Hello! I'm Leonard. This is my first conference talk. I'll keep this page updated with information as I scramble to get the talk and the corresponding software written in time.
If you're interested in me personally, you can visit [http://www.crummy.com/ my homepage].
Oftentimes, a very small or very new web application will keep all of its configuration settings inside the code itself (hopefully as variable settings in some obvious place). To change the configuration, a user must become a developer of the application. For example:
#Whether or not to enable image uploads ENABLE_IMAGE_UPLOADS = 1 #The maximum size of an uploaded image, in kilobytes MAXIMUM_IMAGE_SIZE = 100
A larger, more flexible, or more mature application may keep its configuration settings in a text file loaded by the application at runtime. When configuring such an application a user is changing data, rather than code, and acting as an administrator rather than a developer. Python's ConfigParser module provides built-in support for this level of flexibility, for example:
[Images] enable-image-upload=1 #Whether or not to enable image uploads maximum-image-size=100 #Maximum size of an uploaded image, in kb
The natural next step towards better usability is to provide an interface to the configuration file from within the application itself, using the same framework and UI standards found in the rest of the application. This allows a user to configure the application while remaining just that--a user:
Enable image uploads? [X] Maximum image size? 100___ kb
The easiest and best way to take this next step is to use a configuration framework.
The purpose of my talk is to get more of the world's configuration data out of configuration files and into web interfaces. Web interfaces are easier to use, can enforce semantics, and don't require shell access to the hosting machine. The framework I'll describe is also useful for doing a user preferences engine.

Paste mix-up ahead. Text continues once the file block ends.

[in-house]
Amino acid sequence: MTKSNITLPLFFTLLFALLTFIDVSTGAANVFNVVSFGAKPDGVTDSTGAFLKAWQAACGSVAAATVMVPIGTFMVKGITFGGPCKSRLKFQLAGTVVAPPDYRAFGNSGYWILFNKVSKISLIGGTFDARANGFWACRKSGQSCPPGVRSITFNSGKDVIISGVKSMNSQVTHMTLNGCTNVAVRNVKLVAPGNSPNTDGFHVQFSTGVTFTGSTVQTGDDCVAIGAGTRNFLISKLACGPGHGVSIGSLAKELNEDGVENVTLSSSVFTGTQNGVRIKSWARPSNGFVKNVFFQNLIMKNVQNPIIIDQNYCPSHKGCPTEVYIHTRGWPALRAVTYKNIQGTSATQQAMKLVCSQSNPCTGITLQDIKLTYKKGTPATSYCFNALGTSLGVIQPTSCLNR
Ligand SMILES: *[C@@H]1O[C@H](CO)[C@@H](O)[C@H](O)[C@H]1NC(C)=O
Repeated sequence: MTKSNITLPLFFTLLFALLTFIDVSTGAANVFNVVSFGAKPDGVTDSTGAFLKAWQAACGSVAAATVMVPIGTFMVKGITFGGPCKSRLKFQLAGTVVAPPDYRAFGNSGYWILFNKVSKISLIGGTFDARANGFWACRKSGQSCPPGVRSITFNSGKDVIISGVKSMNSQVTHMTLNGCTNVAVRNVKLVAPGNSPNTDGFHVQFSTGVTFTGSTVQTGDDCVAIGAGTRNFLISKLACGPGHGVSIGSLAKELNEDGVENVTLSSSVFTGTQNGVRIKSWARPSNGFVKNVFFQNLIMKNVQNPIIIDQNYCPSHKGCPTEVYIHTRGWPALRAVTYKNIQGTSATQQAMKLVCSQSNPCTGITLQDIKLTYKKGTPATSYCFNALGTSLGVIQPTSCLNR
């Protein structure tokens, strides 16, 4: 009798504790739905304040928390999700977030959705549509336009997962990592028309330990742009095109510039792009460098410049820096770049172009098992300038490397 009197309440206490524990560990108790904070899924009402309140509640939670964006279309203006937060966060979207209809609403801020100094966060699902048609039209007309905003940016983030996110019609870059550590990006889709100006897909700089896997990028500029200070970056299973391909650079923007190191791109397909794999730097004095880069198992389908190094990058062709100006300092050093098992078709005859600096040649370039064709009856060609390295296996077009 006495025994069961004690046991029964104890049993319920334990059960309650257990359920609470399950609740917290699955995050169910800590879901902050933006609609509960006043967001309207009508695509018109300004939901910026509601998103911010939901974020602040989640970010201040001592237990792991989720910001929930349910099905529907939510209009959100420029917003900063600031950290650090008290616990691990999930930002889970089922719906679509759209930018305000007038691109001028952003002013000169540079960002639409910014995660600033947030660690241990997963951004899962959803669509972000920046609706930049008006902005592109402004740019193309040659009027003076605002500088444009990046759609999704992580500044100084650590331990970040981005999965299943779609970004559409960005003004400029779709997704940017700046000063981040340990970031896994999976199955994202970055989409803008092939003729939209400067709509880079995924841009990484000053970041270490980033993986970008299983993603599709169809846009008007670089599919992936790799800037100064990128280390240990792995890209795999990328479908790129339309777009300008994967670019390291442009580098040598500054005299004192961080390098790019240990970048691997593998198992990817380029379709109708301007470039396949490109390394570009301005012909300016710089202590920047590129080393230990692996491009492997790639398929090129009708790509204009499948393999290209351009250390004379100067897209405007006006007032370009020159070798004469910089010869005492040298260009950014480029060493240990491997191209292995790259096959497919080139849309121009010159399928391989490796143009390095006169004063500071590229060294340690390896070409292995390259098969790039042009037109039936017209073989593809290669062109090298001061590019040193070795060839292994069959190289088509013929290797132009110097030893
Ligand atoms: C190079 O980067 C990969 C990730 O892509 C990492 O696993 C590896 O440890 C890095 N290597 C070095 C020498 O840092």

The framework I'm using in my talk is based on the one I wrote for [http://newsbruiser.tigris.org/ NewsBruiser]. [http://newsbruiser.tigris.org/source/browse/newsbruiser/nb/Options.py Here it is in CVS.]
My talk is currently [http://www.python.org/pycon/pycon-schedule.html scheduled] for 11:30-12:00 on Thursday, March 27, in the Elliot room, wherever that is. I assume there will be signs.
* Write the slides!
* Make Options.py fully generic, prove this by moving it into lib/ dir of NewsBruiser.
* Write 3 simple example apps to do the same thing (or one app which can get its variable in any of 3 ways):
- Hard-coded variable
- Configuration file variable
- Variable changable from configuration interface
* Write more complex app that sets global options (context == None)
* Write example app that sets per-user options (context == username)
Questions For You
First, does what I'm talking about here even make sense?
Second, what kind of apps should I write? I'd like them to be extremely simple, with only one screen apart from the configuration screen (if there is one). I'd like the "complex app" mentioned above to be configurable by at least a boolean, a text box, a drop-down selection, and something with extra semantics (like a fractional value or a year).
An example of the simple app would be something that prints out a string some configurable number of times. An example of the more complex app might be a silly text generator that reads a web page and does something to it (what it does being controlled by the configuration interface).
02/19: Yesterday I worked on cleaning up Options.py: moving out NewsBruiserisms, adding comments and PyDoc. I tell myself that this is useful work for the talk and not just a heavily disguised method of procrastination. Today: more of the same. Also set up this wiki page.